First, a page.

1. Additional classes of counterparties. The Committee would endorse the expansion of the class of eligible natural persons to include those who have $5 million in total assets. 12 The Committee believes that such persons are appropriate counterparties and would benefit from having access to risk mitigation products that can be tailored to their individual circumstances and objectives. The Committee would also endorse a broader class of eligible counterparties including those entities and individuals that are "qualified purchasers" as defined by the Commission in Section 2(a)(51) of the Investment Company Act of 1940 (the "Investment Company Act").
2. Suggested clarifications. By way of technical clarification, the Committee recommends that the Commission clarify that the exclusion of corporations, partnerships, proprietorships, organizations, trusts or other entities that are formed solely for the specific purpose of constituting a permissible derivatives counterparty does not apply when the entity is formed for the benefit of persons that are themselves permissible counterparties.
The Committee also recommends that the reference to "insurance companies" in Proposed Rule 3b-14 should be clarified so that the term explicitly includes insurance company separate accounts.
Finally, the Committee recommends that the reference to employee benefit plans in clause (g) of Proposed Rule 3b-14 be expanded to include governmental plans.
E. Effecting Transactions Through a Fully Regulated Broker-Dealer.
1. Intermediation of securities transactions by a fully regulated broker-dealer. Proposed Rule 15a-1 would require that OTC Derivatives Dealers effect securities transactions through a fully regulated broker-dealer. We understand that the primary reason for this requirement is to ensure that SRO sales practice rules and suitability requirements would apply to such transactions. The Committee, however, does not believe that the interpositioning of an additional intermediary is necessary and, particularly given the sophisticated character of the permissible derivatives counterparties, the active participation by such counterparties in structuring products to fulfill their particular needs, and the consensual negotiation of the terms of individual transactions, does not believe that the imposition of sales practice and suitability requirements is warranted. 13 Notably, in the case of qualified purchasers, Congress has expressly recognized the ability of such persons to fend for themselves, permitting such persons to invest in hedge funds that engage in unrestricted investment activities (including OTC derivatives) and that are managed by persons that are not subject to registration under the Investment Company Act or the Investment Advisers Act of 1940.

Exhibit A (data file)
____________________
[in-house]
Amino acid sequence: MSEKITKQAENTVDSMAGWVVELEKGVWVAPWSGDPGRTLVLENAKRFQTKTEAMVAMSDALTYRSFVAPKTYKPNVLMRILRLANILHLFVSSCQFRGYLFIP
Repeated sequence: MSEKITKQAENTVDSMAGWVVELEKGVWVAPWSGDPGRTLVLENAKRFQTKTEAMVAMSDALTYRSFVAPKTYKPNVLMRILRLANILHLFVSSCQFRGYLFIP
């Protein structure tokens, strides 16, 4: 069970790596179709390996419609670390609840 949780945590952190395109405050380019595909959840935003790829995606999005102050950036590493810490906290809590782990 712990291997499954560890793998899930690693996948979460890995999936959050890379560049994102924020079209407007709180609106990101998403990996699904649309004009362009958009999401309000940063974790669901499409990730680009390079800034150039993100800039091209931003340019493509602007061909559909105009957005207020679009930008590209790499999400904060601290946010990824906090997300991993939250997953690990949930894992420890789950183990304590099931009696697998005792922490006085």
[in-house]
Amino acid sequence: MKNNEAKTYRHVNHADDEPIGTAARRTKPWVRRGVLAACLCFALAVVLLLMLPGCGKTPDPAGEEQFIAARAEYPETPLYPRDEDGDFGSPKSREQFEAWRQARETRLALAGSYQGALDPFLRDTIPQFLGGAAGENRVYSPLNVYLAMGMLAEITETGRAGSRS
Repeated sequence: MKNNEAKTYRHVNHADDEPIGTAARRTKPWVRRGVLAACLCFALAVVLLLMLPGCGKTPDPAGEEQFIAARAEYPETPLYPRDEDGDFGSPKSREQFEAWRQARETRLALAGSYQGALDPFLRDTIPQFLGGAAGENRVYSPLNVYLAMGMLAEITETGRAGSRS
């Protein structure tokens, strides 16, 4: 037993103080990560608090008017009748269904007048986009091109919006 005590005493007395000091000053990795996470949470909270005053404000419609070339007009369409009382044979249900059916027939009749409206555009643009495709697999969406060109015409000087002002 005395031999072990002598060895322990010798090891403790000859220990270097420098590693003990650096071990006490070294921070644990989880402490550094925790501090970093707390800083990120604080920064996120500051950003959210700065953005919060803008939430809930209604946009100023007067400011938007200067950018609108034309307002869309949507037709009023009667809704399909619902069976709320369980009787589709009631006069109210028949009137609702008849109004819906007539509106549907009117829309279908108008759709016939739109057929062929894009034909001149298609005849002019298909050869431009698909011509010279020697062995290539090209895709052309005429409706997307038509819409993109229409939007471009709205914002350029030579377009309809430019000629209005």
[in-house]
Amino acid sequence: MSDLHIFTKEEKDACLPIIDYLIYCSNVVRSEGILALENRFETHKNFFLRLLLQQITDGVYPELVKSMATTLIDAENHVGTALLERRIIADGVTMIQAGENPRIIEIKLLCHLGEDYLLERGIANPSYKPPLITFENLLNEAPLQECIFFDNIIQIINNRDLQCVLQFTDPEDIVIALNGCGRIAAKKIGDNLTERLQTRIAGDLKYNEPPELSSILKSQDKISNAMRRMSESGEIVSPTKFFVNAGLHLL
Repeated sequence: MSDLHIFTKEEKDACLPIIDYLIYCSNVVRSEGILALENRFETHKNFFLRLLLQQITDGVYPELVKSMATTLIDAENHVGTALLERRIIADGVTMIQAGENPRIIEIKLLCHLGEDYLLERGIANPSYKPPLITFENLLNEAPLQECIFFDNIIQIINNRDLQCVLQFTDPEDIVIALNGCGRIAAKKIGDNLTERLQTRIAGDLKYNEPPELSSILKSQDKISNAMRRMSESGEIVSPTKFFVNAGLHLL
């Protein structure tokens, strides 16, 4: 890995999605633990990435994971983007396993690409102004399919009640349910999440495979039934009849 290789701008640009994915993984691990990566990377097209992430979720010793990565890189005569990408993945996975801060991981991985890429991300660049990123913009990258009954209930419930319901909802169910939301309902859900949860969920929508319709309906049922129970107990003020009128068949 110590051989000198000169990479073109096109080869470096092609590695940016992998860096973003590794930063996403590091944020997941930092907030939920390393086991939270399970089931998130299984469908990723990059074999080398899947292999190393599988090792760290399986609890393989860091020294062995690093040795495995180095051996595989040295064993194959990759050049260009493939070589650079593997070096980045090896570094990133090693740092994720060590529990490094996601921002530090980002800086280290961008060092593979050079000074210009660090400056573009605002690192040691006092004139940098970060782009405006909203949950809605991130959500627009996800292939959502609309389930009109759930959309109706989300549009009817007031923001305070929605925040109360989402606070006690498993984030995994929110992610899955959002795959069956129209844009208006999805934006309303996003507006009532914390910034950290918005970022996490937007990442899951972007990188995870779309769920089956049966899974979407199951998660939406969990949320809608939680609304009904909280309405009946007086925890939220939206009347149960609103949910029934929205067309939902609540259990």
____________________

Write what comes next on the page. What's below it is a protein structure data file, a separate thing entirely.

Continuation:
At a minimum, the Committee believes that there should be no requirement that an OTC Derivatives Dealer effect securities transactions through a fully regulated broker-dealer (i) where the counterparty to the transaction is a bank, broker-dealer, government securities broker, government securities dealer, or supranational organization, or (ii) in connection with risk management, financing, arbitrage or other trading transactions in which the OTC Derivatives Dealer is not acting in its capacity as a dealer, but rather as an investor or end-user.
2. Confirmations of securities transactions. In connection with securities transactions effected through a fully regulated broker-dealer, the Release states that the OTC Derivatives Dealers counterparty would be considered the "customer" of the fully regulated broker-dealer and that all applicable SRO sales practice requirements would apply to such transaction. However, footnote 28 to the Release states that both the OTC Derivatives Dealer and the fully regulated broker-dealer would be required, in accordance with Rule 10b-10 under the Exchange Act, to send a confirmation to such counterparty (unless the counterparty specifically instructs both the OTC Derivatives Dealer and the fully regulated broker-dealer to send a joint confirmation), 14 thus implying that the counterparty would be considered a customer of both the OTC Derivatives Dealer and the fully regulated broker-dealer.
The Committee agrees that the counterparty to any such securities transaction would be a "customer" of the fully regulated broker-dealer and that the fully regulated broker-dealer would therefore have an obligation under Rule 10b-10 to deliver a confirmation to such counterparty. However, under such circumstances, the Committee does not believe that the counterparty would be a "customer" of the OTC Derivatives Dealer with respect to such securities transaction and, accordingly, does not believe that the OTC Derivatives Dealer should be required to deliver a dual (or joint) Rule 10b-10 confirmation to the counterparty. The Committee therefore recommends that appropriate amendments to Rule 10b-10 be adopted in order to clarify that the counterparty to a securities transaction effected through a fully regulated broker-dealer would be the "customer" of such fully regulated broker-dealer, and not the OTC Derivatives Dealer, and that the OTC Derivatives Dealer would not be obligated to deliver a Rule 10b-10 confirmation with respect to such transaction.
Additionally, if, as proposed, each dealer would be jointly and severally liable for a joint confirmation, the Committee believes that the requirement to obtain customer consent to the sending of a joint confirmation is unnecessary, burdensome and should be eliminated.